I know I was told to stop blogging late at night, but it’s hard when you feel like you didn’t wake up too long ago. I did finally accomplish that shower, though, and I have taken medication already; so I should have a limited amount of time between now and the point where I can’t think in words, anymore.
Right now, I’m wondering how my proficiencies might have been different if I had continued within the Graphic Arts program, as versus the (Fine) Arts program, in community college. I am aware that the Master’s program I’m in now features various Design possibilities, but this is high-level stuff, and not all of it is related to Graphic Design.
For example: Instructional Design, Database Design, Web Design, Interface Design, Interaction Design, Design Thinking…
That’s much broader than I think they would have taught me at the place where I first started looking into Graphic Arts. There were three things that discouraged me from following through with it:
- A comment from a teacher stating she thought I, “could do more,” than being a Graphic Designer. (I believe she meant Fine Arts or something along that line; by the time I was in her class, I already had a BA in Creative Writing.)
- My then-dislike of dealing with people; I was told that what people ask you to do is generally not what they actually want done, and it would be my job to find out what they actually needed (much like the premise of a Reference Interview, but I wouldn’t know that until later).
- The fact that I was told I would either need an apprenticeship or a graduate degree in order to be successful as a Graphic Designer.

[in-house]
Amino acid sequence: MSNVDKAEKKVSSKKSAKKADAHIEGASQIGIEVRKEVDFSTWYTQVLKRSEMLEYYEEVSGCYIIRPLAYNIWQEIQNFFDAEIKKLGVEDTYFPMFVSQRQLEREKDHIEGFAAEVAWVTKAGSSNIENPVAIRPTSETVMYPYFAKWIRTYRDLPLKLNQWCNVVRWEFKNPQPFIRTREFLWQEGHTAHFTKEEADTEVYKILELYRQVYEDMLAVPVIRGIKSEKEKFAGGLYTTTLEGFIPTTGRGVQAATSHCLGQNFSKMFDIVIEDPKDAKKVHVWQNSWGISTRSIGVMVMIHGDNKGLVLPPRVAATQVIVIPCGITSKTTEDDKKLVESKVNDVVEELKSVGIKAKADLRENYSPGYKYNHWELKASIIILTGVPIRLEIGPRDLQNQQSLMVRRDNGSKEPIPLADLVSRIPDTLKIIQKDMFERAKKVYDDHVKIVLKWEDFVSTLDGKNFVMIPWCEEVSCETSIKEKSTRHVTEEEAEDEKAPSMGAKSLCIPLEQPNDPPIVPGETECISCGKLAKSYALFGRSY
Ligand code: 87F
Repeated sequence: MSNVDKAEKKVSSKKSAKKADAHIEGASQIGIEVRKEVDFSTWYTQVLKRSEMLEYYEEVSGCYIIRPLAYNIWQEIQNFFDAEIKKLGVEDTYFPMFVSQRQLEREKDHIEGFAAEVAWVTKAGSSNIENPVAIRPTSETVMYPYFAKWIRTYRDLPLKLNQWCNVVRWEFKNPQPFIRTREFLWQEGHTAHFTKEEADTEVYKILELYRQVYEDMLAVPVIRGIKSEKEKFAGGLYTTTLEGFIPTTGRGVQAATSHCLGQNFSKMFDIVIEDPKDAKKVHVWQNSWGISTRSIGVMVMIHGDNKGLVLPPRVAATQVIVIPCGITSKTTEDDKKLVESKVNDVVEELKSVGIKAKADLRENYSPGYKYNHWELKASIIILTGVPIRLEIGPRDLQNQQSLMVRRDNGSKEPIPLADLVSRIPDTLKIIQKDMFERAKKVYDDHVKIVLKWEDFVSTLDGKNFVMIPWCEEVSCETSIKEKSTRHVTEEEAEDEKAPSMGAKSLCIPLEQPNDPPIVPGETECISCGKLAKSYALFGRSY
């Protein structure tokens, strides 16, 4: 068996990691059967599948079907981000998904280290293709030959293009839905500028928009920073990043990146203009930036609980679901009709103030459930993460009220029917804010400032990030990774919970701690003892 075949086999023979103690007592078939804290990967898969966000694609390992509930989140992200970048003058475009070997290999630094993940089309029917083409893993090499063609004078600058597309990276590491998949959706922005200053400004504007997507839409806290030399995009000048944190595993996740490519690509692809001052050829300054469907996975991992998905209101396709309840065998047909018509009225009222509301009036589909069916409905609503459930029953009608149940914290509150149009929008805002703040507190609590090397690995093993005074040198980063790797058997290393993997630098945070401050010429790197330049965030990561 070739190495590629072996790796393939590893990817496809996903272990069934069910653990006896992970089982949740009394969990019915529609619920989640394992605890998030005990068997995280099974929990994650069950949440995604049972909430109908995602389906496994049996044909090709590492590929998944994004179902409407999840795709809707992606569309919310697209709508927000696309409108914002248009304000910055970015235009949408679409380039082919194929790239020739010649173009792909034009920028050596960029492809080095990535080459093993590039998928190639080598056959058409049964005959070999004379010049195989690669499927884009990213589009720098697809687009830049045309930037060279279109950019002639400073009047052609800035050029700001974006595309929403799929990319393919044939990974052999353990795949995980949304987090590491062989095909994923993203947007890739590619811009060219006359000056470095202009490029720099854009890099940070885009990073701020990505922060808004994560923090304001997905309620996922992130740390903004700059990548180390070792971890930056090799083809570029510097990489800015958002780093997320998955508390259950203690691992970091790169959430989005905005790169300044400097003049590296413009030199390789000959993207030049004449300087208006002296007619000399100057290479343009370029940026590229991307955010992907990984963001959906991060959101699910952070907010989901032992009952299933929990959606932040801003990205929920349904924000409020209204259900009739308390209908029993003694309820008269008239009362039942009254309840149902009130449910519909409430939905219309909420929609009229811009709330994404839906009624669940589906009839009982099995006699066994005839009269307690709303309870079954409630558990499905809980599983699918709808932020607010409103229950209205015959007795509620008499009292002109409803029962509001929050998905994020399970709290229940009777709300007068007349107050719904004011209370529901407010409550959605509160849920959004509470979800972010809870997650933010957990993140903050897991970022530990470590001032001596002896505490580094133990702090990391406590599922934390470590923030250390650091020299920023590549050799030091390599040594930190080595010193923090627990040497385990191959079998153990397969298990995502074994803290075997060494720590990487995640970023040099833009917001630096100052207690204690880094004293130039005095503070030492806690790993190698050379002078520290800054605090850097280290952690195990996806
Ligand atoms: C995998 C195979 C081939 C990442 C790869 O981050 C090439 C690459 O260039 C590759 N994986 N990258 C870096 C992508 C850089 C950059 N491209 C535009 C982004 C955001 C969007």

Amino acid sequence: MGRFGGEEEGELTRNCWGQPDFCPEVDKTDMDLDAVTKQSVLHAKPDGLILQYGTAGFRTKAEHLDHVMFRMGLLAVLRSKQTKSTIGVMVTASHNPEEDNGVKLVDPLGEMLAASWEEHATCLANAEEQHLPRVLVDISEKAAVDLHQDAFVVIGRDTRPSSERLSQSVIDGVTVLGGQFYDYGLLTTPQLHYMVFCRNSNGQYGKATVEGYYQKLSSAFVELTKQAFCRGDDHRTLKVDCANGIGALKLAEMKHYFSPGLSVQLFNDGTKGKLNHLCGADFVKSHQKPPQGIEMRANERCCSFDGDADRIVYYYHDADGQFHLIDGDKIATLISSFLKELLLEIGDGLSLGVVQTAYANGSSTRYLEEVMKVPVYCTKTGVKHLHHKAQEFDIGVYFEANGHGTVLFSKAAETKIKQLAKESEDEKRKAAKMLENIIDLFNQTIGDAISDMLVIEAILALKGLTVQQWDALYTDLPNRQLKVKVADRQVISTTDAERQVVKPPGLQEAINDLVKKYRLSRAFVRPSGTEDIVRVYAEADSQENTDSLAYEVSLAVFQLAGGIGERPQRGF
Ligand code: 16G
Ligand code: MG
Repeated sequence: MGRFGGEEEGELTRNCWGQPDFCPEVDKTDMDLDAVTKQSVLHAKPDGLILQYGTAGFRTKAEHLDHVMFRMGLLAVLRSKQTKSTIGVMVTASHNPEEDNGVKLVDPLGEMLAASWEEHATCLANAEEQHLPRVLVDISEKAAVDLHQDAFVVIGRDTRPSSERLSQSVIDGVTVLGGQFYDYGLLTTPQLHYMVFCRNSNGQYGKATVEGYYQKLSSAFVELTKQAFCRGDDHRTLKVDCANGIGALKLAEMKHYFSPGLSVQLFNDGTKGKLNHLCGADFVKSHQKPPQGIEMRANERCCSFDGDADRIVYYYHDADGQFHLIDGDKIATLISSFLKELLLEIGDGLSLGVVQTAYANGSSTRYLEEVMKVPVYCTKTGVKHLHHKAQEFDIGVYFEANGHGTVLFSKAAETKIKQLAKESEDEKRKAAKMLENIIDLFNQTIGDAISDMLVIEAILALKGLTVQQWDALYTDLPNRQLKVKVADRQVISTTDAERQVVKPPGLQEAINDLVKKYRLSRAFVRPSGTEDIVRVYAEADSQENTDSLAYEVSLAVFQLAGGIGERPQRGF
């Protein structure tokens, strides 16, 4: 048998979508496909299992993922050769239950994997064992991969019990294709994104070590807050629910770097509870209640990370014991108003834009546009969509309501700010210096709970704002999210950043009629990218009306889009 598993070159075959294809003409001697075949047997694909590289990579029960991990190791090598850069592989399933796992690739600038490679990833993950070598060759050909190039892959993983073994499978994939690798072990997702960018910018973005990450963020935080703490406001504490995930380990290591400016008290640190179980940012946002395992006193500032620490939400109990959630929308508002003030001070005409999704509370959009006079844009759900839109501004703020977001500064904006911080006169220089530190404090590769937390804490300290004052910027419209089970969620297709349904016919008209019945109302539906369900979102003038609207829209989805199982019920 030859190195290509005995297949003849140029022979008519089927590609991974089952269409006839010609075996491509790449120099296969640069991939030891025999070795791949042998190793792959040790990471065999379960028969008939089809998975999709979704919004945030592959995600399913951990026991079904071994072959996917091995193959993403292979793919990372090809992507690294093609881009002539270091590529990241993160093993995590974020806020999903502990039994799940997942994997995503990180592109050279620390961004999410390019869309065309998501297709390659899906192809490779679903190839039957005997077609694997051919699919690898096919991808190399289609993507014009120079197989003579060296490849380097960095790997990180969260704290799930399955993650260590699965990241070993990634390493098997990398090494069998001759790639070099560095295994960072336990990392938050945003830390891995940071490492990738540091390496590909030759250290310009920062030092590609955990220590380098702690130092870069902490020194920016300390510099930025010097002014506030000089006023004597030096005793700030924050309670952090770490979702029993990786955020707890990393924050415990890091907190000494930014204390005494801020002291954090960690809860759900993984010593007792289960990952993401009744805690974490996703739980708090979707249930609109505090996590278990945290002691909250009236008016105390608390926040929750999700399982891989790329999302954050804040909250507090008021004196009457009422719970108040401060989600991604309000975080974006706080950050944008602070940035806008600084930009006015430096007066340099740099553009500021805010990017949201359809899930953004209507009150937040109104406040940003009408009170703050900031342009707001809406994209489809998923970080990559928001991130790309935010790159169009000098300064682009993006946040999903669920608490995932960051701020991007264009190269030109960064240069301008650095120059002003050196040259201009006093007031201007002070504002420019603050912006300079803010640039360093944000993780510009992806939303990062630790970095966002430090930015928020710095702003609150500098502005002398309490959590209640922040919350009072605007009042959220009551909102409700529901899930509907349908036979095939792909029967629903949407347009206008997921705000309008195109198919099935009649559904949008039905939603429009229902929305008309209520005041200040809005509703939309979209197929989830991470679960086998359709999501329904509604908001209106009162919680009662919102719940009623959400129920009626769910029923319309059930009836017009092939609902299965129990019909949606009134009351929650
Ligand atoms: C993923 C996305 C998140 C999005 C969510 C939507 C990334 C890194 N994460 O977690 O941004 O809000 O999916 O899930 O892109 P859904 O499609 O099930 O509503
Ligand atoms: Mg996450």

And then, there was this bit:
- Being harangued off of a (supposed) Graphic Design email list for not using my legal name.
At the time, I was not thinking about graduate degrees at all. My prior undergraduate experience (in Creative Writing) had been so stressful — mostly due to the fact that I had a disability that I was only beginning to realize the scope of, and treat — that I didn’t want to deal with the stress of assignments, grades, and tests, again.
Of course, though, work was a scarier prospect, especially as I knew I was starting out from a (theoretically) compromised position. (I have a bunch of intersecting minority statuses that together, well, they work out in the form of my being underemployed, now. Statistically, it’s not surprising.)
I did end up going back to school, but that was to community college. Initially it was to a bunch of art and computer-related classes. Then I got into a Vocational program because I wanted to be employed. I started the Master’s program in Library and Information Science, got culture-shocked, and withdrew for three years (it’s also likely that my symptoms flared because of the stress, now that I think about it).